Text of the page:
One and a half years ago, my instructor and Head of Instructors changed of my riding lessons, and started to fix my bad habits that had accumulated in three years since I started taking lessons. The first one year was hard because I had to admit those bad habits and my confidence level went down.
    However, those instructors keep encouraging me, and finally since six months ago, I started to notice positive changes of myself as well as in my horse.
    Under two previous owners, my horse, Michelle, had been trained very well and competed at several shows. She is much more experienced than myself, and those positive changes on my side opened my eyes to her skills in a better way. Of course not all the bad habits haven’t gone away yet, but I am very much thankful to my current instructors not to push me but to repeat small steps and practices.

    1. Ayako, sometimes it feels like we have to take a step back to go forward – it has been a joy having you in our courses I’m happy to hear about the progress that you’ve made!

      -Julia Burdy, CRK Training Community Manager

  6. I feel like I have rushed myself and my horse but I continue to go back to the basic movements each time I ride to remind myself and my horse of how they feel. As I learn techniques that are more basic I am stepping back to practice those and the progress is slower but way more satisfying and long lasting. This lesson is one all riders would benefit from, thanks for taking the time to put your knowledge into video to help so many riders AND horses!

  7. Just what I needed Callie! I have an 8 year old we are getting ready for endurance. Slowing down to develop her legs and mind is my constant challenge. My end goal is “best conditioned horse” and a horse who is sound well into her 20’s and always a barn favorite (feeling good). I’m only on month 7 of her training (development of skills). As I volunteer at events, I see other horses not able to stand for vet checks (lots of touching quickly), taking off at mounting, not able to manage their heart beat if their buddy horse isn’t constantly with them~and I think my horse can do that better! We do have some good basics going on~but her body is young and not finished. Our reward this year is layering with good experiences and easy building on distant and time. Thanks Callie for saying that is better than more faster!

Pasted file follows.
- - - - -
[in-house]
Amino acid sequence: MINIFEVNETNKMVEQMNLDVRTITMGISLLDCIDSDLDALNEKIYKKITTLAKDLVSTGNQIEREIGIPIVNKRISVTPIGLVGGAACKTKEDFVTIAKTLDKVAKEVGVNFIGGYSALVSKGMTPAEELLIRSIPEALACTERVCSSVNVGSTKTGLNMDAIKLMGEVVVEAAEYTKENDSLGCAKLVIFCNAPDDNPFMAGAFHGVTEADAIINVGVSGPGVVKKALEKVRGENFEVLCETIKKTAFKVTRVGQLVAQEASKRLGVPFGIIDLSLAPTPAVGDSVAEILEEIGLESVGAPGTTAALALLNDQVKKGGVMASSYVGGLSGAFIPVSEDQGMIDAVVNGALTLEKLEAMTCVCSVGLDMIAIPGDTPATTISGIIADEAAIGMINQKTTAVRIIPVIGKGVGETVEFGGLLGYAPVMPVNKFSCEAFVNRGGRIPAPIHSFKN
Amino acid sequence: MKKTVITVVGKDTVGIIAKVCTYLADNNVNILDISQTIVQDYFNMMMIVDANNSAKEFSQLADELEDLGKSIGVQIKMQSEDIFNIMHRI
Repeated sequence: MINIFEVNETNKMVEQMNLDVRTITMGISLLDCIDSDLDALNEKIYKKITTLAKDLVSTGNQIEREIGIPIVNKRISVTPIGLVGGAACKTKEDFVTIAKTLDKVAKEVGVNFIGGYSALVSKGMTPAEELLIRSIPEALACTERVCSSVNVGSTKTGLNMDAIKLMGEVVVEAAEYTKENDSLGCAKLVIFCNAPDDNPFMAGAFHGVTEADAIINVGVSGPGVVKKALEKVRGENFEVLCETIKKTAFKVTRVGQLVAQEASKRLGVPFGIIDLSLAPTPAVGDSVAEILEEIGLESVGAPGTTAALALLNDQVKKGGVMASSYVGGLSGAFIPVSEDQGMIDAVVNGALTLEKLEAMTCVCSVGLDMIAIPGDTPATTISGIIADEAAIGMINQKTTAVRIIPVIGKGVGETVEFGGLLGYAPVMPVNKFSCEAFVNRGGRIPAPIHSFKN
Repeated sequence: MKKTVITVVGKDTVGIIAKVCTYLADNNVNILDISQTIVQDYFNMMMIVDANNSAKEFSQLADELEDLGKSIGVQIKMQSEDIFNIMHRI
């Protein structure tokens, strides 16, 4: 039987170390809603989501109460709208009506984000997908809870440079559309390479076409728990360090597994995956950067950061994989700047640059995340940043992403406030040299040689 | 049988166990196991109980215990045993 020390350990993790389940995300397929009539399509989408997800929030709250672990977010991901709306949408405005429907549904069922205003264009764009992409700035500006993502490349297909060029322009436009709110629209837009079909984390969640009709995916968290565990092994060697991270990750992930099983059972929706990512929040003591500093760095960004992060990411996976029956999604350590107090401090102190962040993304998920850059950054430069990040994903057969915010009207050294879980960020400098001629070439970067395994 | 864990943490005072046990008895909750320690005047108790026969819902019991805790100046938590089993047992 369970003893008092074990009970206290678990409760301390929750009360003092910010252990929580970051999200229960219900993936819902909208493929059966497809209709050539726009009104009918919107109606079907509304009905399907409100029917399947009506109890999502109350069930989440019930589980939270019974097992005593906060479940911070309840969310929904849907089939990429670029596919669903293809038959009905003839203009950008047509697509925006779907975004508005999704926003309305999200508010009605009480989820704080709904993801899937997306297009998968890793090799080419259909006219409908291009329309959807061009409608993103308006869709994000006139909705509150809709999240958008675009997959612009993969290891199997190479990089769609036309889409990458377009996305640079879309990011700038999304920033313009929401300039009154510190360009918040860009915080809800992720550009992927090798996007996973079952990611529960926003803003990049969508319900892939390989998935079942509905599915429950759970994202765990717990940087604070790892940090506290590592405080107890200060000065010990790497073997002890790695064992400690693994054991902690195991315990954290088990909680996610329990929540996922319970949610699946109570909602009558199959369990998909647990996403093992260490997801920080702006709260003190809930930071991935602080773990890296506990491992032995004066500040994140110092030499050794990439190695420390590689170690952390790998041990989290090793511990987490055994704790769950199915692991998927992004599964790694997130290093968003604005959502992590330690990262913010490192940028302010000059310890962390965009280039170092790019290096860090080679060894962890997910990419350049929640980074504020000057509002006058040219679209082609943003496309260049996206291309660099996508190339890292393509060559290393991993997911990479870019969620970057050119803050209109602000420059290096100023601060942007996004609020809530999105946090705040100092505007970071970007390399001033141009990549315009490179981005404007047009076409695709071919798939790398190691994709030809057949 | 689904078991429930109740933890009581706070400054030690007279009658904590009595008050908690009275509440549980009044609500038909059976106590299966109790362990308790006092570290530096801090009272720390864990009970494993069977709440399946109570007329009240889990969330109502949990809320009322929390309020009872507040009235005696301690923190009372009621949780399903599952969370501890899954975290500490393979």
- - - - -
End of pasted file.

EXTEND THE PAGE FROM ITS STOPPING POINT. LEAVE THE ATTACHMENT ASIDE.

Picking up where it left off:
1. I love your goal! It isn’t all about performance but keeping the horse happy and healthy 🙂

      -Julia Burdy, CRK Training Community Manager

  8. Thank you for this very encouraging video. I have been told to go slow with my mare who has few hours under saddle because of physical issues and worried a lot when she lost balance. She is now 8 years old and finally we are able to progress together. I’m not afraid to admit that it took me three months to be able to ride a 1.8 mile trail ride with softness and confidence for us both. Sometimes we walked it on line, sometimes I rode a bit, some outings were better than others. I really ‘Get’ that by going slow you get there faster. She is so much calmer ,willing and really making huge progress now.

    1. Julie, your horse is the perfect ‘go slow’ candidate! When they get worried about their balance especially it is altered by a rider!

      -Julia Burdy, CRK Training Community Manager

  9. I have a story where I learned from my mistakes. I assumed my horse who is normally laid back was safe to ride alone in open field. After spooking incidences and coming off I took a big step back in training I know have been working on progressing away from her safe zone at the barn to the open field very slowly and really rewarding when she moves out into the field. I have also worked from the ground and put spooky objects such as bicycles tarps etc on the ground and worked her through it an gave her time to adjust slowly to the object. Even the repetition of these fifteen minute exercises has helped TREMENDOUSLY ! She accepts things at new places even so much easier than before. We are still working on this but this process really works well for us.

    1. Tamra, ‘mistakes’ are just learning experiences! More than not we get it wrong on the first try – we are lucky to usually have a very forgiving equine partner that allows us to learn from those experiences!

      -Julia Burdy, CRK Training Community Manager

  10. I had a bit of a runaway and still am wondering what happened. So my confidence was not good. I went back to groundwork and long lining. I spent two months walking through the woods behind my horse which was very good exercise for both of us. With the assistance of my trainers I hitched my mare to my cart. Always going out with the second person we’ve had four beautiful walks through the woods she pulling us in my Meadowbrook. Those two months of us working together build a beautiful bond. I was also given the advice to walk for 100 miles. Don’t rush. XOXO